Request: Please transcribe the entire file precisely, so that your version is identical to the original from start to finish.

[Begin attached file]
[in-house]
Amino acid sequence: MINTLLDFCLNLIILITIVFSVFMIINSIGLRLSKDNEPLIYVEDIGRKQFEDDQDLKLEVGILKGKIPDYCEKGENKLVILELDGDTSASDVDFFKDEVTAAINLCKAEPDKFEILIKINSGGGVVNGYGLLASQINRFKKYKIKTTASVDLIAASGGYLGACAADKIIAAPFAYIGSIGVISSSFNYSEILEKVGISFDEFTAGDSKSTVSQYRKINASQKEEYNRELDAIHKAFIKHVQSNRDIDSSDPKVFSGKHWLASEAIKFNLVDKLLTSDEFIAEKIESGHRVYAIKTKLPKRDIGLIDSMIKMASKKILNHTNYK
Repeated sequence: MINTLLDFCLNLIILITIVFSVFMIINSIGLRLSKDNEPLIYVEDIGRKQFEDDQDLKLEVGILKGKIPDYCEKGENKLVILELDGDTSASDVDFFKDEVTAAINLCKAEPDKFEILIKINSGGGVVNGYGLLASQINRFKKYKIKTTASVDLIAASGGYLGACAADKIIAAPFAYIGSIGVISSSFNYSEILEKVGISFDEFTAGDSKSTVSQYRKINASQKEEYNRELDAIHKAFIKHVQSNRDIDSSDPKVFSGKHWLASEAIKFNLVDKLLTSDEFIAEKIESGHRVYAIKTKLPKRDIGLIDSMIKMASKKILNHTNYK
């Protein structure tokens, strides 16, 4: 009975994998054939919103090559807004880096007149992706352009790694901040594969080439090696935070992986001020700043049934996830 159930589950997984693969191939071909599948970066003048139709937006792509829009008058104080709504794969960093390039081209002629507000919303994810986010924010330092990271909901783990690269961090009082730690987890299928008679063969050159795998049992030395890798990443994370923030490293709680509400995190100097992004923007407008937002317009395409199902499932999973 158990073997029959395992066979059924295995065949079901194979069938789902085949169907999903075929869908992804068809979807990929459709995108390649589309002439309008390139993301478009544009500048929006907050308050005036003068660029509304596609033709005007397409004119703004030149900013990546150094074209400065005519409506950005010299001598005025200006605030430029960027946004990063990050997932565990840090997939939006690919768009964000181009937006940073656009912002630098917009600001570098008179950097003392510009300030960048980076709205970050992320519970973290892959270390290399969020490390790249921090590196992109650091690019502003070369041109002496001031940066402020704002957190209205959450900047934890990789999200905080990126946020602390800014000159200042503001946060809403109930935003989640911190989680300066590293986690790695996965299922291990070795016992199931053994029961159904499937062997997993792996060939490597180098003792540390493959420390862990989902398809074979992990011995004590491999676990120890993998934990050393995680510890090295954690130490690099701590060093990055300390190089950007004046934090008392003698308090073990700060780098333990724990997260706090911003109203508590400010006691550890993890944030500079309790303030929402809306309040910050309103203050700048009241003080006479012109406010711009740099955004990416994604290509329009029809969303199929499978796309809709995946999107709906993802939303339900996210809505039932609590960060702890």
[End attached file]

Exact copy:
[in-house]
Amino acid sequence: MINTLLDFCLNLIILITIVFSVFMIINSIGLRLSKDNEPLIYVEDIGRKQFEDDQDLKLEVGILKGKIPDYCEKGENKLVILELDGDTSASDVDFFKDEVTAAINLCKAEPDKFEILIKINSGGGVVNGYGLLASQINRFKKYKIKTTASVDLIAASGGYLGACAADKIIAAPFAYIGSIGVISSSFNYSEILEKVGISFDEFTAGDSKSTVSQYRKINASQKEEYNRELDAIHKAFIKHVQSNRDIDSSDPKVFSGKHWLASEAIKFNLVDKLLTSDEFIAEKIESGHRVYAIKTKLPKRDIGLIDSMIKMASKKILNHTNYK
Repeated sequence: MINTLLDFCLNLIILITIVFSVFMIINSIGLRLSKDNEPLIYVEDIGRKQFEDDQDLKLEVGILKGKIPDYCEKGENKLVILELDGDTSASDVDFFKDEVTAAINLCKAEPDKFEILIKINSGGGVVNGYGLLASQINRFKKYKIKTTASVDLIAASGGYLGACAADKIIAAPFAYIGSIGVISSSFNYSEILEKVGISFDEFTAGDSKSTVSQYRKINASQKEEYNRELDAIHKAFIKHVQSNRDIDSSDPKVFSGKHWLASEAIKFNLVDKLLTSDEFIAEKIESGHRVYAIKTKLPKRDIGLIDSMIKMASKKILNHTNYK
């Protein structure tokens, strides 16, 4: 009975994998054939919103090559807004880096007149992706352009790694901040594969080439090696935070992986001020700043049934996830 159930589950997984693969191939071909599948970066003048139709937006792509829009008058104080709504794969960093390039081209002629507000919303994810986010924010330092990271909901783990690269961090009082730690987890299928008679063969050159795998049992030395890798990443994370923030490293709680509400995190100097992004923007407008937002317009395409199902499932999973 158990073997029959395992066979059924295995065949079901194979069938789902085949169907999903075929869908992804068809979807990929459709995108390649589309002439309008390139993301478009544009500048929006907050308050005036003068660029509304596609033709005007397409004119703004030149900013990546150094074209400065005519409506950005010299001598005025200006605030430029960027946004990063990050997932565990840090997939939006690919768009964000181009937006940073656009912002630098917009600001570098008179950097003392510009300030960048980076709205970050992320519970973290892959270390290399969020490390790249921090590196992109650091690019502003070369041109002496001031940066402020704002957190209205959450900047934890990789999200905080990126946020602390800014000159200042503001946060809403109930935003989640911190989680300066590293986690790695996965299922291990070795016992199931053994029961159904499937062997997993792996060939490597180098003792540390493959420390862990989902398809074979992990011995004590491999676990120890993998934990050393995680510890090295954690130490690099701590060093990055300390190089950007004046934090008392003698308090073990700060780098333990724990997260706090911003109203508590400010006691550890993890944030500079309790303030929402809306309040910050309103203050700048009241003080006479012109406010711009740099955004990416994604290509329009029809969303199929499978796309809709995946999107709906993802939303339900996210809505039932609590960060702890």